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Managerial thinking in neonatal care - a qualitative study of place of care decision-making for preterm babies.pdf (388.2 kB)
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Managerial thinking in neonatal care: a qualitative study of place of care decision-making for preterm babies born at 27-31 weeks gestation in England

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posted on 2022-10-28, 14:25 authored by Caroline Cupit, Alexis Paton, Elaine Boyle, Tilly Pillay, Natalie Armstrong


Objectives Preterm babies born between 27 and 31 weeks of gestation in England are usually born and cared for in either a neonatal intensive care unit or a local neonatal unit—with such units forming part of Operational Delivery Networks. As part of a national project seeking to optimise service delivery for this group of babies (OPTI-PREM), we undertook qualitative research to better understand how decisions about place of birth and care are made and operationalised.

Design Qualitative analysis of ethnographic observation data in neonatal units and semi-structured interviews with neonatal staff.

Setting Six neonatal units across two neonatal networks in England. Two were neonatal intensive care units and four were local neonatal units.

Participants Clinical staff (n=15) working in neonatal units, and people present in neonatal units during periods of observation.

Results In the context of real-world neonatal practice, with multiple (and rapidly-evolving) uncertainties relating to mothers, babies and unit/network capacity, ‘best place of care’ protocols were only one element of much more complex decision-making processes. Staff often made judgements from a less-than-ideal starting point, and were forced to respond to evolving clinical and organisational factors. In particular, we report that managerial considerations relating to demand and capacity organised decision-making; demand and capacity management was time-consuming and generated various pressures on families, and tensions between staff.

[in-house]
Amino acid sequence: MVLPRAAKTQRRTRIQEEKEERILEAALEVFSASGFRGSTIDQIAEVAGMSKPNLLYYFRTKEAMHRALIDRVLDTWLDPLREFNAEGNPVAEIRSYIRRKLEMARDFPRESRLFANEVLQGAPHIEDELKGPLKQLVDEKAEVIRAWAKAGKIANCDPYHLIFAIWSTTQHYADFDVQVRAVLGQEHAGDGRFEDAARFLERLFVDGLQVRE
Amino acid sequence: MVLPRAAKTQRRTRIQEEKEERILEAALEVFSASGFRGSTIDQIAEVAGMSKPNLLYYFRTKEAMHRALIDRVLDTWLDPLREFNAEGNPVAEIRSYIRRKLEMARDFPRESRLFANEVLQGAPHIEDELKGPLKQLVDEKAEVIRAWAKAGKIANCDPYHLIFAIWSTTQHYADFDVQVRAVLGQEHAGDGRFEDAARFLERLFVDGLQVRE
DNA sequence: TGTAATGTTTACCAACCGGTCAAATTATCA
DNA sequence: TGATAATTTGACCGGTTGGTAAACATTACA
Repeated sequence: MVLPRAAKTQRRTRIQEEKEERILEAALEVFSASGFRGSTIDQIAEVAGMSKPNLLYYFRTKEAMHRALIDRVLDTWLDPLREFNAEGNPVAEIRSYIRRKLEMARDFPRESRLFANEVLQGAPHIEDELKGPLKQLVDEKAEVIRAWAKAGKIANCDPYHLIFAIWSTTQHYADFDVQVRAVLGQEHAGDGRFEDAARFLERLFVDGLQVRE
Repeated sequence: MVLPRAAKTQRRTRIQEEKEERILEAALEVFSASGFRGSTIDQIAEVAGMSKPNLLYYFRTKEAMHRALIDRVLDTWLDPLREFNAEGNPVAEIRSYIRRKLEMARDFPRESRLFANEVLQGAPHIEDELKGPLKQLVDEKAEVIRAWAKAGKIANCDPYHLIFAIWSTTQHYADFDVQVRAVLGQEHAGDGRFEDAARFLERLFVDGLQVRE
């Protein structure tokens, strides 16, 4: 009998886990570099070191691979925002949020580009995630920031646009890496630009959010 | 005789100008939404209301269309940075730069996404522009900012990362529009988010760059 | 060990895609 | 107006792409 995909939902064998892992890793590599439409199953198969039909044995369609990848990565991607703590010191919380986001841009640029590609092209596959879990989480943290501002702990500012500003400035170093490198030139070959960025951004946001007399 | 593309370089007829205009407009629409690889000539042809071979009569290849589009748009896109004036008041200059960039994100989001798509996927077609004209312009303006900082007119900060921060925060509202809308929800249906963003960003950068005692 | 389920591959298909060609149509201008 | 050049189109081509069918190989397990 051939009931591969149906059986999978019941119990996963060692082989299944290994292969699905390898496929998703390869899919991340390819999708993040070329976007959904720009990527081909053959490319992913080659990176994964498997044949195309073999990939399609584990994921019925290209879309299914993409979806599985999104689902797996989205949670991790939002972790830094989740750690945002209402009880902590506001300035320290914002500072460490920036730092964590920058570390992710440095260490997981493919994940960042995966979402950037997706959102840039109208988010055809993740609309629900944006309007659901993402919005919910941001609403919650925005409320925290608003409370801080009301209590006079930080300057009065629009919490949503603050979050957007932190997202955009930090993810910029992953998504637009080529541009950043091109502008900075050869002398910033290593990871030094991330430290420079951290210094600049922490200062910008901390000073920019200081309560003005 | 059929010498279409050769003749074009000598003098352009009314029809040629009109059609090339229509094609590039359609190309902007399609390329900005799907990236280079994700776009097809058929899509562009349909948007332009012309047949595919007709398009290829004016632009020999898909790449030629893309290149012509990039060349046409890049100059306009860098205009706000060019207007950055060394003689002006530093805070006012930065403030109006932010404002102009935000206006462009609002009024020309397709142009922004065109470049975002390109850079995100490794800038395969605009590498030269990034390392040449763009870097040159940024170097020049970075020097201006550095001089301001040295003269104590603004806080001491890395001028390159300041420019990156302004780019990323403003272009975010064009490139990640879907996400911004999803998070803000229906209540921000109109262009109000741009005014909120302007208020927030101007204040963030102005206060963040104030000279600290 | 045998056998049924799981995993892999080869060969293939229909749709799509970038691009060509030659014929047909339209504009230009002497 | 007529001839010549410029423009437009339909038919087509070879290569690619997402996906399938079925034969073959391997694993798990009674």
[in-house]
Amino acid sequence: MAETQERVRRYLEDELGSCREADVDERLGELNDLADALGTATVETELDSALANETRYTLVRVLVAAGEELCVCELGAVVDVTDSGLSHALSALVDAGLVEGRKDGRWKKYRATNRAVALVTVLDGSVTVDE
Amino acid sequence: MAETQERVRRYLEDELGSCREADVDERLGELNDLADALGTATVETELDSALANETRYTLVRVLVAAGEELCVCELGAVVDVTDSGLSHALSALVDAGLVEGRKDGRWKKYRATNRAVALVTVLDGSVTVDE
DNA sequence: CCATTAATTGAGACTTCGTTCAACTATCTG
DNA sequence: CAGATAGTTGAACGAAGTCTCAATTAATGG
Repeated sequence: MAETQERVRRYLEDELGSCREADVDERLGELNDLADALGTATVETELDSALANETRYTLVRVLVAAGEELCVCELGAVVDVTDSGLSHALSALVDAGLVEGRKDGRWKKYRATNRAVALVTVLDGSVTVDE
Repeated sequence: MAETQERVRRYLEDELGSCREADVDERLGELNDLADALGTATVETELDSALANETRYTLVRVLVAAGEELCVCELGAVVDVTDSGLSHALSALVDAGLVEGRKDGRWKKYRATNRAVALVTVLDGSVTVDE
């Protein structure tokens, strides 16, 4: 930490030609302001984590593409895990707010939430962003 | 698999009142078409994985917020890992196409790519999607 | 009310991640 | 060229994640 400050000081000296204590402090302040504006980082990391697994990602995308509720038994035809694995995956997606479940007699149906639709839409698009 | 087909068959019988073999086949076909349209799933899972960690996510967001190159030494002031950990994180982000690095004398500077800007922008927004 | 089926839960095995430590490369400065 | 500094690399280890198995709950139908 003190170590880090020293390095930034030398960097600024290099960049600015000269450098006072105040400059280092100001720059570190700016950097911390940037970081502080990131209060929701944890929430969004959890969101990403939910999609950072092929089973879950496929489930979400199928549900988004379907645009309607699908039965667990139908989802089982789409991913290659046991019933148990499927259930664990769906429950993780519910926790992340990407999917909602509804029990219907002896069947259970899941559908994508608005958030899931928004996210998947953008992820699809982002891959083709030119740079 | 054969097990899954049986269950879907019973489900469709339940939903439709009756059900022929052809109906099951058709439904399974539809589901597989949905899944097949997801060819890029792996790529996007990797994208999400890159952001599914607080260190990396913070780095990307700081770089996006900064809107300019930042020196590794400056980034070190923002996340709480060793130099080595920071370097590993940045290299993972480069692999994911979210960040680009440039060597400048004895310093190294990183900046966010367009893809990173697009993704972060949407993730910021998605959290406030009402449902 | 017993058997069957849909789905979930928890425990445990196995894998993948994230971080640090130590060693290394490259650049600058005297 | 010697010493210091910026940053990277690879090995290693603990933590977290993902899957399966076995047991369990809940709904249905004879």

Conclusions Researchers and policymakers should take account of the organisational context within which place of care decisions are made. The dominance of demand and capacity management considerations is likely to limit the impact of other improvement interventions, such as initiatives to integrate families into the neonatal care provision. Demand and capacity management is an important element of neonatal care that may be overlooked, but significantly organises how care is delivered.


National Institute for Health & Care Research, Health Services and Delivery Research Stream, Project number 15/70/104.



Cupit C, Paton A, Boyle E, et al. Managerial thinking in neonatal care: a qualitative study of place of care decision-making for preterm babies born at 27–31 weeks gestation in England. BMJ Open 2022;12:e059428. doi:10.1136/bmjopen-2021-059428

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